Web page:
Obtaining and screening compound collections: a user's guide and a call to chemists

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Advances in genetics, proteomics and cell biology over the past 20 years have unearthed a multitude of potential macromolecular targets for the selective treatment of disease. The challenge remains to find appropriate small molecule ligands for these proteins (or nucleic acids), and to use these ligands to validate novel disease targets. The advent of low-cost instrumentation has made industrial-style high-throughput screening possible in academic settings. Unfortunately for many, access to large collections of compounds is still limited and limiting. This article is aimed at the user who has an interest in compound screening but does not have ready access to large collections of small molecules. High-throughput screening need not be the exclusive domain of institutions and centers with vast resources and NIH Roadmap-funded compound repositories. As it turns out, many of the most interesting compounds are probably within arm's reach, in our laboratory freezers and in those of our colleagues.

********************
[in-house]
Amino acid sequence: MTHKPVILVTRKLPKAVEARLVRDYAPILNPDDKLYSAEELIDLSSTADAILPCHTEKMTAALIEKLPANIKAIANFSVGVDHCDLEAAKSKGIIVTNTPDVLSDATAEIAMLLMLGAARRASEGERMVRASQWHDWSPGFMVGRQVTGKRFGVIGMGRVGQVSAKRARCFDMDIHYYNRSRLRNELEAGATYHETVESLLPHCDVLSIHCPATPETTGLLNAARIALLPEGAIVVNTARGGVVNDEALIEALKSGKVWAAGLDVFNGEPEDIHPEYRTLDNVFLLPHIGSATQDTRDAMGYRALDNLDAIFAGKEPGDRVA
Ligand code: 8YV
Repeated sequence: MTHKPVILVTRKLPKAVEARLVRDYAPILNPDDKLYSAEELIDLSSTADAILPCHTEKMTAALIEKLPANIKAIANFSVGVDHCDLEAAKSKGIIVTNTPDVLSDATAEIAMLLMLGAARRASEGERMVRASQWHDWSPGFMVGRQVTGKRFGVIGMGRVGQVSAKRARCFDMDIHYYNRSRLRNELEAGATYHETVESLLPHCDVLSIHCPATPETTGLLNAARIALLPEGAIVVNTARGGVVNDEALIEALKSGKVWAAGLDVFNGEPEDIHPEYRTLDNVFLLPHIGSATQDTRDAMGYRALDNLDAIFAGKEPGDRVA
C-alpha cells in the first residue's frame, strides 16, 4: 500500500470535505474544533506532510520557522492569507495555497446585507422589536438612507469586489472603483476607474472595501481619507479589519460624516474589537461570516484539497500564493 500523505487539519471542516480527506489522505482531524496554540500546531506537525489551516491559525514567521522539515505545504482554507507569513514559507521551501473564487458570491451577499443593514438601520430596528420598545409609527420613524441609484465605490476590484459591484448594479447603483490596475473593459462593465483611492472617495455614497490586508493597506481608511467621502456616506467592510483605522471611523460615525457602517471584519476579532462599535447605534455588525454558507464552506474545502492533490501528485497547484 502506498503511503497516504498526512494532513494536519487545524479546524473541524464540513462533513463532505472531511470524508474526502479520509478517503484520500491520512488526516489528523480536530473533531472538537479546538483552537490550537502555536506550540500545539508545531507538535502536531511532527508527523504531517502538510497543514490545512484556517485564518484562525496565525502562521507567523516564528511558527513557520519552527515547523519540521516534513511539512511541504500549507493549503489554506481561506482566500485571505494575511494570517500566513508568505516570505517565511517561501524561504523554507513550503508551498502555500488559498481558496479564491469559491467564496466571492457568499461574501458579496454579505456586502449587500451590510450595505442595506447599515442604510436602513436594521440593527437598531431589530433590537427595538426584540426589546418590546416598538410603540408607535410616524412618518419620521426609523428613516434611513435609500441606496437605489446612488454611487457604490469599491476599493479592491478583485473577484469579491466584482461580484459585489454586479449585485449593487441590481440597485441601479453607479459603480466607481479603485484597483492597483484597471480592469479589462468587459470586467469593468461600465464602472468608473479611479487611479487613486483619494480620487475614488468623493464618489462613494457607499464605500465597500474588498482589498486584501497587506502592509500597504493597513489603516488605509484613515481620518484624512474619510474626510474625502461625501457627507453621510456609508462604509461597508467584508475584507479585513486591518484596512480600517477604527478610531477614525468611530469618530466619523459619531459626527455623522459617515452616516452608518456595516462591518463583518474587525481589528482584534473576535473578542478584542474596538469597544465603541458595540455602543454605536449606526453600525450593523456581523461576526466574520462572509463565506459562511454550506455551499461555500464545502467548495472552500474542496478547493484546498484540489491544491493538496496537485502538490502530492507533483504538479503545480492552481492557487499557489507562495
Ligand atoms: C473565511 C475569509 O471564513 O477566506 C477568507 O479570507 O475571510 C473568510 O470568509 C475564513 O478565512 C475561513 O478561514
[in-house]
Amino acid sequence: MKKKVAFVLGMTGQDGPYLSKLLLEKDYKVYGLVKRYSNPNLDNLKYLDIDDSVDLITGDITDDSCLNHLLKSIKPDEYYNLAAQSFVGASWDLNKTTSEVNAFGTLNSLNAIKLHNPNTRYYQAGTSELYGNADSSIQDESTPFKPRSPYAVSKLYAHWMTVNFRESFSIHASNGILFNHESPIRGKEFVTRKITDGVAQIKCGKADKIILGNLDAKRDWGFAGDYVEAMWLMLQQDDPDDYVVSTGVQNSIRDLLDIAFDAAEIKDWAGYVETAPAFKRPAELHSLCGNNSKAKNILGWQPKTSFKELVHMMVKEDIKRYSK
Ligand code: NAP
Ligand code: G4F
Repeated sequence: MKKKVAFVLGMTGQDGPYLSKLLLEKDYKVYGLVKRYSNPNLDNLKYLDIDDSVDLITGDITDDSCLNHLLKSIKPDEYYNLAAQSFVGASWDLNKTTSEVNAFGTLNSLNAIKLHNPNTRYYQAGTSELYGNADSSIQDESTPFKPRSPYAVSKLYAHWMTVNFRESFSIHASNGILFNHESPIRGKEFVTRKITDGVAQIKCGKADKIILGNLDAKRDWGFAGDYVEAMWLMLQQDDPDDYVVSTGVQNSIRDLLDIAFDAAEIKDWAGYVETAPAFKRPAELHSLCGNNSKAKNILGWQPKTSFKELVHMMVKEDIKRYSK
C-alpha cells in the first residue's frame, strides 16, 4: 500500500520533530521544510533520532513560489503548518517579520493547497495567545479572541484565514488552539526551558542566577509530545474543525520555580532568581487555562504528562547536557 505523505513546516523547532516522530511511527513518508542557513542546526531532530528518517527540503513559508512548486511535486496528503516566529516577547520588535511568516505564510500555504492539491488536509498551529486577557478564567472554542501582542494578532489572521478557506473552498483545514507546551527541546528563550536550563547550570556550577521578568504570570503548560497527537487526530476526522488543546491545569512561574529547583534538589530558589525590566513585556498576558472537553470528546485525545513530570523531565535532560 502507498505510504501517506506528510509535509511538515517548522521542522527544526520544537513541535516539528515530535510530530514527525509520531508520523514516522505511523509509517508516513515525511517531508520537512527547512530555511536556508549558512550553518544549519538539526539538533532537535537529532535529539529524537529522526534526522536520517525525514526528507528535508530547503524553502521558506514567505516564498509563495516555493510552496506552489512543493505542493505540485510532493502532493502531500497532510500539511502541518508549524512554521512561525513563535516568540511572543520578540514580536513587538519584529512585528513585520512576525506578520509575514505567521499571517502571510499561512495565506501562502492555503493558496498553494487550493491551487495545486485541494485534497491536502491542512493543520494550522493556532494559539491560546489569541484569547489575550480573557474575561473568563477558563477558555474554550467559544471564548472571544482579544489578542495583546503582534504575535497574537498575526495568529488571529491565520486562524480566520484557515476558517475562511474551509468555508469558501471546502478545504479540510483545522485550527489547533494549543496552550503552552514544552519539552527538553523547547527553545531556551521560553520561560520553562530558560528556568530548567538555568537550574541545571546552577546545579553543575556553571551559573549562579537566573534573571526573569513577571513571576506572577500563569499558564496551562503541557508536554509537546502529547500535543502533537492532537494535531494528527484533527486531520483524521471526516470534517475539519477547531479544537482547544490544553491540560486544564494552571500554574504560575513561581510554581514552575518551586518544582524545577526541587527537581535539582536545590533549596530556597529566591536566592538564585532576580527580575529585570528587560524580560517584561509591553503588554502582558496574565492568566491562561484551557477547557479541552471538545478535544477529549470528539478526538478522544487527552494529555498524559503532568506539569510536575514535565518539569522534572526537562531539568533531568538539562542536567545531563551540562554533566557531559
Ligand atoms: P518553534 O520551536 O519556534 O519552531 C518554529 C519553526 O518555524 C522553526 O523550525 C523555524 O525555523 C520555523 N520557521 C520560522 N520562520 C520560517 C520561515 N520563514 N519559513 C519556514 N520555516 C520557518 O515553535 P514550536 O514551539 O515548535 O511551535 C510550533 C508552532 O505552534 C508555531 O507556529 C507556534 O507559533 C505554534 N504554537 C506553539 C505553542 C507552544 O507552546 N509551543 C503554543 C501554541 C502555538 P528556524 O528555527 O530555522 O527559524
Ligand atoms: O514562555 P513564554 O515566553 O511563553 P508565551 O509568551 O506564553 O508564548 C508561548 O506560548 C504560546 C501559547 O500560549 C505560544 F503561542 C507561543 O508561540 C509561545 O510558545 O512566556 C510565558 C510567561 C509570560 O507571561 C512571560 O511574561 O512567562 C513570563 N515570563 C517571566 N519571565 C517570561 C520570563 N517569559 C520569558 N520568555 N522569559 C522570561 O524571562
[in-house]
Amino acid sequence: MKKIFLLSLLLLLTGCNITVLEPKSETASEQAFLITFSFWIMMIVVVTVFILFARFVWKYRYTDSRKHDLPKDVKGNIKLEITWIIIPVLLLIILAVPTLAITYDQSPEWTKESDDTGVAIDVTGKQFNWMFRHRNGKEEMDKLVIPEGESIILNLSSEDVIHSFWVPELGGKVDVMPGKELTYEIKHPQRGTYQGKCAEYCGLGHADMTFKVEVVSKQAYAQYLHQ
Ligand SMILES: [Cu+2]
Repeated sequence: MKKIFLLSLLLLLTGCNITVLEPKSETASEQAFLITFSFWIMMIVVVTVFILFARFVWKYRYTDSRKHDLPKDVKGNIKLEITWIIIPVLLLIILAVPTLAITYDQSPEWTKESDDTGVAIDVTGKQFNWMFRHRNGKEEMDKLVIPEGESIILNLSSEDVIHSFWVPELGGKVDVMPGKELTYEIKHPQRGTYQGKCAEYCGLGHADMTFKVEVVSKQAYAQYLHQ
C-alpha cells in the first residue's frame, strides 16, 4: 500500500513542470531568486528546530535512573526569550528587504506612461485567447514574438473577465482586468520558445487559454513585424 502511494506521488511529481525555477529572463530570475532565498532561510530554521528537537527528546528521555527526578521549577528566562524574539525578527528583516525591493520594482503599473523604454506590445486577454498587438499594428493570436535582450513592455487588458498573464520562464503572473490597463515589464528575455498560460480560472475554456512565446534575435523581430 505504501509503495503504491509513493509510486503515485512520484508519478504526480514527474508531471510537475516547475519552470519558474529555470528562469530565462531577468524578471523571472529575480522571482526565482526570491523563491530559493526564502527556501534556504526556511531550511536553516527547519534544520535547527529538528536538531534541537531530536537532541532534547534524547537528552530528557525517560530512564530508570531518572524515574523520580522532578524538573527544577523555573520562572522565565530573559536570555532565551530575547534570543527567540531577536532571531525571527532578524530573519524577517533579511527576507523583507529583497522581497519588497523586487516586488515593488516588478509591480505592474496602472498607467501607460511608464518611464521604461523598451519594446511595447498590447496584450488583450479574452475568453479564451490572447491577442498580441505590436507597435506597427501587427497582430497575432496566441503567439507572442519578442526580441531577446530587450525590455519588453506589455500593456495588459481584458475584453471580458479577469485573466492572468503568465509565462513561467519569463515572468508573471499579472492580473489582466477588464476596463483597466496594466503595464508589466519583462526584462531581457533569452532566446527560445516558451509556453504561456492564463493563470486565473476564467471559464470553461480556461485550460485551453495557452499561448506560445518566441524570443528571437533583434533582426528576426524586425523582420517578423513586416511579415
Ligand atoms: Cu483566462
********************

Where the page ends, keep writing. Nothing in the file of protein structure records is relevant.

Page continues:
Original languageEnglish (US)
Pages (from-to)213-218
Number of pages6
JournalCurrent Opinion in Chemical Biology
Issue number3
StatePublished - Jun 2006

ASJC Scopus subject areas

  • Analytical Chemistry
  • Biochemistry


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